Personal Stories

Don’t Stop Fighting

I am a 30-year-old female with bipolar disorder and I am here to share my story of living with this mental health condition.

By the age of 16 years old, I had probably been diagnosed with every mental illness out there and taken every medication possible. It wasn’t until I was 24 years old and in early recovery from addiction, that I was diagnosed with bipolar disorder. It took me a long time to accept the fact that I had this diagnosis. No one understood what I was dealing with. I never knew if I would wake up happy or depressed. I did tons and tons of research on bipolar disorder and found that it is partially genetic, so I decided to do some digging and look into my family. I found out that my great grandmother had died by suicide at the age of 24. My father had told me he didn’t want me to know because he blamed himself for my mental illness.

I look back, and always ask, “why me?” I feel like I was hit with the stick that gave me a mental health condition and a substance abuse disorder. Being one of three girls, I always felt like the black sheep of my family. I was always messing up and getting into trouble, especially when I would become manic. To me, mania is an outer body experience and I loved the feeling. In a matter of two weeks I spent over $20,000 because of my mania.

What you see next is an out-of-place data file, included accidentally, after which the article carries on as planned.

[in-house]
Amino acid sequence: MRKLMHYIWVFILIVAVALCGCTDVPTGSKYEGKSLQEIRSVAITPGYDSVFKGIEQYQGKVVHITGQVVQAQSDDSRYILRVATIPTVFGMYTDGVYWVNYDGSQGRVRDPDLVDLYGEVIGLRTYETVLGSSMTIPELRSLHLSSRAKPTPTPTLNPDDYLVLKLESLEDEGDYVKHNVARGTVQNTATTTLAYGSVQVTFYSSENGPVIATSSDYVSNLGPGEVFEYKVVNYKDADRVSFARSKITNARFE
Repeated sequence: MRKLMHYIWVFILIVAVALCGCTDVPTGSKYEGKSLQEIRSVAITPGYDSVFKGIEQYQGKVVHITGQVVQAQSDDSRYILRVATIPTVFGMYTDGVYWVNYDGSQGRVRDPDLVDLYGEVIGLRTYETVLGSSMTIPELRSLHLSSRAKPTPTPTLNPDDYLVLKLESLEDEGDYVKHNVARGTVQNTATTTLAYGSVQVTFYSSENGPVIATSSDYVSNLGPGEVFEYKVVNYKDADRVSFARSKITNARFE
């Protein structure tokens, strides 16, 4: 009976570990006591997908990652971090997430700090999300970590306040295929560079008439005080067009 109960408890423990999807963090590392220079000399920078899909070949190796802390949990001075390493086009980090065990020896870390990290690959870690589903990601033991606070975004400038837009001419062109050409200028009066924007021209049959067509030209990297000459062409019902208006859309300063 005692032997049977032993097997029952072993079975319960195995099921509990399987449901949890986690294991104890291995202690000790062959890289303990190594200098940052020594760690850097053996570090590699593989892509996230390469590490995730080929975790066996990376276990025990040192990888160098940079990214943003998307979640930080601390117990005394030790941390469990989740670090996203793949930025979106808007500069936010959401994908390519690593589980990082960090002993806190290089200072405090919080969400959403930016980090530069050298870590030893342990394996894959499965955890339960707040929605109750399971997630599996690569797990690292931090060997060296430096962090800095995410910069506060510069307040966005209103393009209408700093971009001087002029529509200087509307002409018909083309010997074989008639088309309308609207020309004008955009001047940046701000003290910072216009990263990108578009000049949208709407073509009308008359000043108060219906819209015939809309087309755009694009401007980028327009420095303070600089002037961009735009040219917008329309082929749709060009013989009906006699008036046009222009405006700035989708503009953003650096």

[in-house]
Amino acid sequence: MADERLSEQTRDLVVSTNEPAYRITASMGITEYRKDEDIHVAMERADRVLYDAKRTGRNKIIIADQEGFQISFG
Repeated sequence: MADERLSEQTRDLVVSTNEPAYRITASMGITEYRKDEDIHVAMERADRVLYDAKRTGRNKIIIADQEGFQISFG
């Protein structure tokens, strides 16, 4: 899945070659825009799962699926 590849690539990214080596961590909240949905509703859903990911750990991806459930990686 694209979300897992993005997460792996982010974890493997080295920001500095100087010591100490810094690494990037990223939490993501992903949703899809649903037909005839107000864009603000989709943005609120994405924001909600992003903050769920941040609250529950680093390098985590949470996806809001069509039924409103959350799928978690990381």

I have learned that bipolar disorder is not my life—it’s just part of who I am. I am not shy about it and I do public speaking about my illness. Now at the age of 30, I am a licensed master social worker working with individuals with mental health conditions. Mental illness is not something we can help and education is the key factor in getting others to understand what we are dealing with. I am finally stable on my medication and am doing the best I have been in a long time.

Even though my life isn’t where I thought it would be, coming to terms with my bipolar disorder was a major accomplishment. Don’t get me wrong—I still have my ups and downs and I still have a lot of symptoms that are very difficult to manage. NAMI is such an amazing organization with everything they do and I want to thank NAMI for always providing services and educational material to better help understand and deal with bipolar disorder.

Remember, you are not your mental illness, it is just a part of you. Stay strong and don’t stop fighting.


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